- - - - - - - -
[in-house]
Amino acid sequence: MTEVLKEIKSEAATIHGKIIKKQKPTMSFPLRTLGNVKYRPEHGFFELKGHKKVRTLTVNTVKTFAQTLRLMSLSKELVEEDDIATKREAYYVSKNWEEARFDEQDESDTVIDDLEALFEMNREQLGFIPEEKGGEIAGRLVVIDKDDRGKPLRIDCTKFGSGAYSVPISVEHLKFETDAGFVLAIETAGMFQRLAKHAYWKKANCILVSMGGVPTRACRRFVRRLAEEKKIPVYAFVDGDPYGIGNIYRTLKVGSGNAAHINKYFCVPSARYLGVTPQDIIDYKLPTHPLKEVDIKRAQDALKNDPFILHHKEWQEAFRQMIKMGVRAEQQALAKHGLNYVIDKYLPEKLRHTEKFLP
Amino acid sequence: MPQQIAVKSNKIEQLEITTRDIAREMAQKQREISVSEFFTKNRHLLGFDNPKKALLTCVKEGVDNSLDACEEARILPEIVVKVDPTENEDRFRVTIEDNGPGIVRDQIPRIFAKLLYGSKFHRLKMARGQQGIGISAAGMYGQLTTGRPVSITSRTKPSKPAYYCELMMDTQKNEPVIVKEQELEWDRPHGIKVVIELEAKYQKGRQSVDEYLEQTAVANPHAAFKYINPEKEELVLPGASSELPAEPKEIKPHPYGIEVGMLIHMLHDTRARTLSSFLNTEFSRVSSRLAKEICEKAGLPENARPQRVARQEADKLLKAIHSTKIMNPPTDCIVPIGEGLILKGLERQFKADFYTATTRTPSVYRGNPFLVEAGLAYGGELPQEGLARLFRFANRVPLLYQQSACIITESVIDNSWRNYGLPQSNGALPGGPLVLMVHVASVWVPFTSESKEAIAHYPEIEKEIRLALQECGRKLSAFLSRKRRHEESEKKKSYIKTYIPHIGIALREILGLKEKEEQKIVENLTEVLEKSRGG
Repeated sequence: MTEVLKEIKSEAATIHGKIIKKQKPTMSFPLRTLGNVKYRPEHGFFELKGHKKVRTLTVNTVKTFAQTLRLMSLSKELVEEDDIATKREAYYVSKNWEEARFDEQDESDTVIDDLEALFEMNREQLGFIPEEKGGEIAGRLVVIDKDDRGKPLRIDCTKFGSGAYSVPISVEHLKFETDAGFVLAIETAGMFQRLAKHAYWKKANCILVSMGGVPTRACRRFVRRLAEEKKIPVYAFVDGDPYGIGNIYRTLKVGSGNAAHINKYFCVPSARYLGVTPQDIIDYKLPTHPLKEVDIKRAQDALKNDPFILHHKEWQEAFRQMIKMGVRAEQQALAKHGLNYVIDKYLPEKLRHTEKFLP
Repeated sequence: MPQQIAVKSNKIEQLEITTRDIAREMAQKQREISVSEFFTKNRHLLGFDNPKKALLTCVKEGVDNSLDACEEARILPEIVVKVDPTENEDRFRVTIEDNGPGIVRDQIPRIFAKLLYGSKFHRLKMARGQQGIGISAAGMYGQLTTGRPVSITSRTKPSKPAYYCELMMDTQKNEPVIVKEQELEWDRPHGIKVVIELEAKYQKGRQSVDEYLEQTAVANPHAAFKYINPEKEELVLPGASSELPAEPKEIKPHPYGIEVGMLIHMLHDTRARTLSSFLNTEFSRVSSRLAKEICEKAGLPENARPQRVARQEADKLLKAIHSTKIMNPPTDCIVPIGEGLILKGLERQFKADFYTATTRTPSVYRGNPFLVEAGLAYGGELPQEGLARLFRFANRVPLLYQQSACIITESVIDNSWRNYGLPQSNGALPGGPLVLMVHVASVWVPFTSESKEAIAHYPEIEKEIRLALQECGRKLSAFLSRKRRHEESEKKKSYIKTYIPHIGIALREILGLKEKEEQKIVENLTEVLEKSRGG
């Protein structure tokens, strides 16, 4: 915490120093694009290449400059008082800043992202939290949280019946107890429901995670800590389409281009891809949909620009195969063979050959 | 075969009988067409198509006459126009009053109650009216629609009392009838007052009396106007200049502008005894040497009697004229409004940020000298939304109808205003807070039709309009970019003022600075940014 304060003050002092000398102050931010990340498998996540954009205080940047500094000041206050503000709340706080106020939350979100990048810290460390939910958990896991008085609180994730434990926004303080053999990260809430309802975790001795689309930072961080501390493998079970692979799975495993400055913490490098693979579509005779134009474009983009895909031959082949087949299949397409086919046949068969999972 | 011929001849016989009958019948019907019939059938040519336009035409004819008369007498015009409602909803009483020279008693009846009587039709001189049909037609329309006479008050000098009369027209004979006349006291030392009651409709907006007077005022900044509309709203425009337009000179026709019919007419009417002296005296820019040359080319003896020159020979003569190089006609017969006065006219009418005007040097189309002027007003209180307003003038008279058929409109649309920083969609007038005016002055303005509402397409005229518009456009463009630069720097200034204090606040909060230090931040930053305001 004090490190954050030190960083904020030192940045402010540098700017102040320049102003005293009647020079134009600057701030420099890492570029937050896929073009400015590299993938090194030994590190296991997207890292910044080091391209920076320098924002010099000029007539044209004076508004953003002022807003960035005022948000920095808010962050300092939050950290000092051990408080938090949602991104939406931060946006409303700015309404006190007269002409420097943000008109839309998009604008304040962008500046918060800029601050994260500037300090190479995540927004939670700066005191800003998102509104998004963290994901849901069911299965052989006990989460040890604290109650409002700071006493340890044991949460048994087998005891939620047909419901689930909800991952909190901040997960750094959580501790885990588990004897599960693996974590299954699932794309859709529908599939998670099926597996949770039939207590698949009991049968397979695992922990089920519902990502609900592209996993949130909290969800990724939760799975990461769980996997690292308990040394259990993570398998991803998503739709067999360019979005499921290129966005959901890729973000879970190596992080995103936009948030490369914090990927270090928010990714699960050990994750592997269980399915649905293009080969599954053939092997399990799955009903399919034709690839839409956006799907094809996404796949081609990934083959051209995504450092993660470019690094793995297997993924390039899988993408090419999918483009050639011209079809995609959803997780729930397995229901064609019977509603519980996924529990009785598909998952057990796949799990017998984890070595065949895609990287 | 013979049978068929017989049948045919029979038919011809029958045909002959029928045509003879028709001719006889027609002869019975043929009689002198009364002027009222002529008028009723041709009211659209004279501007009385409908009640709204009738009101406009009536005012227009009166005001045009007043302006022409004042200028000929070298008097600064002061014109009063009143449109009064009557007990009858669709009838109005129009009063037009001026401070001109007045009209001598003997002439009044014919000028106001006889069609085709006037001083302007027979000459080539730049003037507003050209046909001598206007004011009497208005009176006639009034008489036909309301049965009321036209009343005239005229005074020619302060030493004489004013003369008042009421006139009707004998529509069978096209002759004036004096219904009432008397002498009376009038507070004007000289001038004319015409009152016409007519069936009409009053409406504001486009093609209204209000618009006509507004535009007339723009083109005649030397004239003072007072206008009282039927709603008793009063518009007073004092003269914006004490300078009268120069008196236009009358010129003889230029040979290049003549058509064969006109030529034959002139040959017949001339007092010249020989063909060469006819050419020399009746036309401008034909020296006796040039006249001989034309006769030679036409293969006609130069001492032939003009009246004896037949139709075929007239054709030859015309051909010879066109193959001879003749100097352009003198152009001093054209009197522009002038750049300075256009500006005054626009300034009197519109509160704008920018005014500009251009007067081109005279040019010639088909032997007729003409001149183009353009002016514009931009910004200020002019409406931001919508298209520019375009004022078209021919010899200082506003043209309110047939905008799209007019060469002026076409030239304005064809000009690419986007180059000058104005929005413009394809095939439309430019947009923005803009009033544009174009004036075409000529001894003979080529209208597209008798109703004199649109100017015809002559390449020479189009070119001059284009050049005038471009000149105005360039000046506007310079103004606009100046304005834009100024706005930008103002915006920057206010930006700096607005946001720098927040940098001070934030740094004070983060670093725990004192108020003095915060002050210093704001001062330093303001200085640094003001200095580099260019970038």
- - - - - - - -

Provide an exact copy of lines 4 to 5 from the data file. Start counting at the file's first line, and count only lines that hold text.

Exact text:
Repeated sequence: MTEVLKEIKSEAATIHGKIIKKQKPTMSFPLRTLGNVKYRPEHGFFELKGHKKVRTLTVNTVKTFAQTLRLMSLSKELVEEDDIATKREAYYVSKNWEEARFDEQDESDTVIDDLEALFEMNREQLGFIPEEKGGEIAGRLVVIDKDDRGKPLRIDCTKFGSGAYSVPISVEHLKFETDAGFVLAIETAGMFQRLAKHAYWKKANCILVSMGGVPTRACRRFVRRLAEEKKIPVYAFVDGDPYGIGNIYRTLKVGSGNAAHINKYFCVPSARYLGVTPQDIIDYKLPTHPLKEVDIKRAQDALKNDPFILHHKEWQEAFRQMIKMGVRAEQQALAKHGLNYVIDKYLPEKLRHTEKFLP
Repeated sequence: MPQQIAVKSNKIEQLEITTRDIAREMAQKQREISVSEFFTKNRHLLGFDNPKKALLTCVKEGVDNSLDACEEARILPEIVVKVDPTENEDRFRVTIEDNGPGIVRDQIPRIFAKLLYGSKFHRLKMARGQQGIGISAAGMYGQLTTGRPVSITSRTKPSKPAYYCELMMDTQKNEPVIVKEQELEWDRPHGIKVVIELEAKYQKGRQSVDEYLEQTAVANPHAAFKYINPEKEELVLPGASSELPAEPKEIKPHPYGIEVGMLIHMLHDTRARTLSSFLNTEFSRVSSRLAKEICEKAGLPENARPQRVARQEADKLLKAIHSTKIMNPPTDCIVPIGEGLILKGLERQFKADFYTATTRTPSVYRGNPFLVEAGLAYGGELPQEGLARLFRFANRVPLLYQQSACIITESVIDNSWRNYGLPQSNGALPGGPLVLMVHVASVWVPFTSESKEAIAHYPEIEKEIRLALQECGRKLSAFLSRKRRHEESEKKKSYIKTYIPHIGIALREILGLKEKEEQKIVENLTEVLEKSRGG